A common type of request we receive at DVD Your Memories is to convert old audio cassettes to CD or MP3. At our local offices, we perform many types of audio transfers in addition to audio cassettes to CD such as reel to reel audio conversions and vinyl LP to CD. What many people don’t know is how easy it is to perform these same transfers from your home! The requirements for the job are not much, and affordable as well. Many of us had an old cassette player that we used back in the 90’s and if you still have that plus a computer, you’re in business!

The first step is to get an audio cassette player, which can be a standlone deck, a walkman, or really anything is fine as long as it plays audio cassettes and has either a 3.5mm headphone jack or red & white RCA audio outputs. For optimum quality on your audio cassette transfers, we recommend a high-end player from a reputable manufacturer such as Sony or Panasonic.

Next, you’ll need access to a computer (Mac or PC) with a line-in jack. Most modern computers come with one of these inputs built into the motherboard, and are usually color coded so you know which one it is. The line-in is usually colored blue, just like in the image below.

 

Now, once you’ve set up your audio cassette deck or player and have it plugged in and turned on, try a test audio tape to make sure it’s still in working order and the sound quality is to your satisfaction. Also, be sure to inspect your player to find out what audio jack it’s supporting, whether that be a 3.5mm headphone jack or RCA cables. If your tape player only supports RCA cables, you’ll need to get a converter so that they can be plugged into the back of the computer. They are available for pretty cheap online, and you can find them easily by searching for “RCA to 3.5mm cable”. If you do notice that your player has a 3.5mm jack already built in, then all you need to get is a 3.5mm audio cable (the same one you’d use to hook your ipod up to external speakers or to your car’s stereo). Once the audio input is determined, plug one end of the 3.5mm cable into the headphone jack of your player, and the other end into the “Line-in” input in the back of your computer.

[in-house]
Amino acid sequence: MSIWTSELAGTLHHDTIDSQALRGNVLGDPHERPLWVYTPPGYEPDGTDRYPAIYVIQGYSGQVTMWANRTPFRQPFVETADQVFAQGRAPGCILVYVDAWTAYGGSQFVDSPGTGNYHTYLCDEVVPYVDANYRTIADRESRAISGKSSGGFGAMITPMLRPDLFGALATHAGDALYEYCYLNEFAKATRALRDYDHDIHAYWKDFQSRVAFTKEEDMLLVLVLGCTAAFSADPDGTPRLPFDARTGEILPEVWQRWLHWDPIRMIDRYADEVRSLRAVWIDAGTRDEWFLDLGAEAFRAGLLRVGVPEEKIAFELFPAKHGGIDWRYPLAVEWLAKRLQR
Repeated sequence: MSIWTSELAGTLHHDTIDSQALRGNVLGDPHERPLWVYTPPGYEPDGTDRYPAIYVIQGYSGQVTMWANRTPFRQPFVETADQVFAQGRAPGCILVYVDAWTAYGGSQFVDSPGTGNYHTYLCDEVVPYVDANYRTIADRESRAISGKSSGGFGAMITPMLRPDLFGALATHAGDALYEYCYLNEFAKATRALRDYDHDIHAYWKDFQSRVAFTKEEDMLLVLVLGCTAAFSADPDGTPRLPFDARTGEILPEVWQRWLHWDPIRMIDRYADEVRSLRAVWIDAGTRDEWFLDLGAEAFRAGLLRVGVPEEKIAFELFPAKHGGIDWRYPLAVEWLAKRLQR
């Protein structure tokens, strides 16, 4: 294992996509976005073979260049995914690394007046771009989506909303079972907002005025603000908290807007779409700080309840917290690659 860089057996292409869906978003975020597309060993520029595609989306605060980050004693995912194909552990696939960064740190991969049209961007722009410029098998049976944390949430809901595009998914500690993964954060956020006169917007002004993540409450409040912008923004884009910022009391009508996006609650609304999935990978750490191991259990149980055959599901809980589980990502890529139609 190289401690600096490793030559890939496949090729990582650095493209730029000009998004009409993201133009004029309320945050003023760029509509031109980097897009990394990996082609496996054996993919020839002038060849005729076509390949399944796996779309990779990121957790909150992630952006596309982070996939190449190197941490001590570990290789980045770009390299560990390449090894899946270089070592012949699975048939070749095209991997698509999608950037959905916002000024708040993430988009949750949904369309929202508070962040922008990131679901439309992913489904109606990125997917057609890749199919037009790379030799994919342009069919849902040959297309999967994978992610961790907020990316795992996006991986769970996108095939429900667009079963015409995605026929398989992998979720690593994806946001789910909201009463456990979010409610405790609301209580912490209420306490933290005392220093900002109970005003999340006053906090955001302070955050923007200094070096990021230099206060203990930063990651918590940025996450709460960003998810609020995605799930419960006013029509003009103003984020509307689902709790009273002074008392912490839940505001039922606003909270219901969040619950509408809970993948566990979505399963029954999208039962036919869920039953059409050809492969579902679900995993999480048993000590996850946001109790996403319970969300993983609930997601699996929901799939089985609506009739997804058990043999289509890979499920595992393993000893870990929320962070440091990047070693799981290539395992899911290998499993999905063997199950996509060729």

Now, all the hardware should be ready to go. The next step is to get the appropriate recording software. We highly recommend using Audacity, which is an open-source audio recording and editing program available for both Mac and PC here. Once installed, you’ll need to make sure your recording settings for both Windows and Audacity are set properly. If using Windows, navigate to control panel –> Hardware and Sound –> Sound then click on the “Recording” tab at the top of the window. Make sure that the Line-In is selected as your input source.

Before recording, also check to make sure Audacity is recording from the correct source by clicking Edit–> Preferences at the top menu and selecting Microsoft Sound Mapper (Input) as the recording source .

Make sure the tape you want to record is cued to the starting point and ready to be played. The last step is to now play the tape, then immediately press the record button on Audacity, which should now start recording your tape which is being fed through your computer’s line-in jack. When the tape has finished playing, or you decide that you’ve transferred enough, press STOP on Audacity and save the recording in the audio format that you wish.

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About Chris

As a blogger of DVD Your Memories, Chris is the most regular blogger, reviewer and coder for this site.

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